How Berkshire’s gardeners are helping local communities get into gardening
PUBLISHED: 10:54 11 August 2020 | UPDATED: 11:07 11 August 2020
We meet the region’s leading lights in the world of gardening, encouraging us all to reap the benefits of getting closer to nature | Words: Rosalind Sack
Sarah Pajwani | Inspiring amateur gardener
Many people would feel somewhat overwhelmed at the prospect of transforming a neglected two-acre field into a family garden, particularly with fairly limited experience.
Yet Sarah Pajwani was buoyed by the challenge and has achieved just that at St Timothee in Pinkneys Green near Maidenhead.
“We thought it would be a great adventure,” recalls Sarah, who describes being greeted by dilapidated fences, rundown outbuildings and a greedy population of rabbits when they moved to the house in 2006.
While they were fortunate to inherit a wonderful backdrop of mature trees around the edge of the garden – including silver birches, a red oak, poplars and willows – inside there was next to nothing.
After creating a masterplan with the help of Acres Wild landscape design practice, whose free-flowing style appealed to Sarah, she set to work planting.
“I wanted to do the whole thing myself, but I felt that two acres was a big area and I wanted an expert to lay out where the borders were going to be, and so on. Then we could work at it slowly ourselves, choosing the plants and doing it bit by bit,” she says.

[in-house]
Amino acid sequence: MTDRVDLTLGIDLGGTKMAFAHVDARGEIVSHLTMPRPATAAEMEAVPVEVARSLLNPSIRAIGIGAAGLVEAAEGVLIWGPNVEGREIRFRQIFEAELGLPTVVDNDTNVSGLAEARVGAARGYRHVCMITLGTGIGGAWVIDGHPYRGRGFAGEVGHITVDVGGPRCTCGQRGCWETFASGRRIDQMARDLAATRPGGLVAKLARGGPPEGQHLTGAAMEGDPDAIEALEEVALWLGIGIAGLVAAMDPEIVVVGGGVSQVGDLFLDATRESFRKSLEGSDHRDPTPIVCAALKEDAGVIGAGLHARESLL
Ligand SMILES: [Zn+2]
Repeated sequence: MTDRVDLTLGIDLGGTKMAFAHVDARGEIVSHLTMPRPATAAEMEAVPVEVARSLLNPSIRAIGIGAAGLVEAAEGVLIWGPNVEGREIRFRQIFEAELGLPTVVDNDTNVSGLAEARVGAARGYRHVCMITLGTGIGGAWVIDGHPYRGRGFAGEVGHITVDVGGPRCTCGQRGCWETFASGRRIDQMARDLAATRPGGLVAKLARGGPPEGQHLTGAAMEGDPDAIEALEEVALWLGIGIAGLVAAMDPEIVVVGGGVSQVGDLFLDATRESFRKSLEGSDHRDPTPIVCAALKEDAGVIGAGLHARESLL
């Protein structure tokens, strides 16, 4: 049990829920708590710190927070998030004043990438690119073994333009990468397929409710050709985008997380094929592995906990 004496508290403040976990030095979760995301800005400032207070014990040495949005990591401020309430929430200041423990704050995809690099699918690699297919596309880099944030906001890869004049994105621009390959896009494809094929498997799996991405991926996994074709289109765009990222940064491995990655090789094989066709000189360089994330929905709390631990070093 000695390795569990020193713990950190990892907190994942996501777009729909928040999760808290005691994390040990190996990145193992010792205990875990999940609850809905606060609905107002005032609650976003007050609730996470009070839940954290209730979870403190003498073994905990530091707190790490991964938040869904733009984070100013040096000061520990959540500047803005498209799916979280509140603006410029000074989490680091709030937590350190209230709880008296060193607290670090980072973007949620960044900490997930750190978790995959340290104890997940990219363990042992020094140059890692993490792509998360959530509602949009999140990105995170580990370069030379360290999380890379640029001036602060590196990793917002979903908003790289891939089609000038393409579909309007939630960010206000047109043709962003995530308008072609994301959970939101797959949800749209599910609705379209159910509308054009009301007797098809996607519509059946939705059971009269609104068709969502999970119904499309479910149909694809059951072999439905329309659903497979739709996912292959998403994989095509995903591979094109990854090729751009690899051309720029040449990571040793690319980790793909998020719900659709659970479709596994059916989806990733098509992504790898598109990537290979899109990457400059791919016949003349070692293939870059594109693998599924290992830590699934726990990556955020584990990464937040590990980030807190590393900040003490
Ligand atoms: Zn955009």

It is now a beautiful, softly-styled garden, filled mainly with hardy perennials and featuring a circular lawn surrounded by borders, a kidney-shaped wildlife pond sitting under one of the willows, a rose terrace, long wild grass areas and a pretty parterre.
“Initially a parterre felt posh for me, but it is an absolute joy,” Sarah adds. “By the time we came to planting the parterre I wanted to make things easy, so we’ve planted box around the edges and in the middle we have a series of spring bulbs (daffodils followed by tulips) and Perovskia, which is a Russian sage with lavender coloured flowers, which is superb. It’s easy but it’s always interesting, right through the winter.”
Being T-shaped, the house looks out over the whole garden, so ensuring there is interest in every area, right through the year, has become an important consideration.
“I am quite a meticulous planner, but I don’t worry when things don’t work,” says Sarah. “Because I was a relative novice I would Google things early on to check I was choosing plants that weren’t just beautiful, but would suit my soil and be tough. I always think what’s a good B.E.T? Beautiful, easy and tough.
“I always check when a plant flowers, and plan what we will have for spring and summer and what it will look like in winter.”
Creating the garden slowly, border by border, has meant that this has been a truly evolving space. “Rather than try to get it totally right in year one, I’ve had time to think about what I want. I’ve looked at it, considered what has worked and what hasn’t and added something more impactful or adjusted the colour balance. There’s always something to do.”
Sarah has not just created a stunning garden for her family, but generously opens it up to visitors through the National Garden Scheme open gardens and hosts talks and private visits to educate and encourage other amateur gardeners in the area.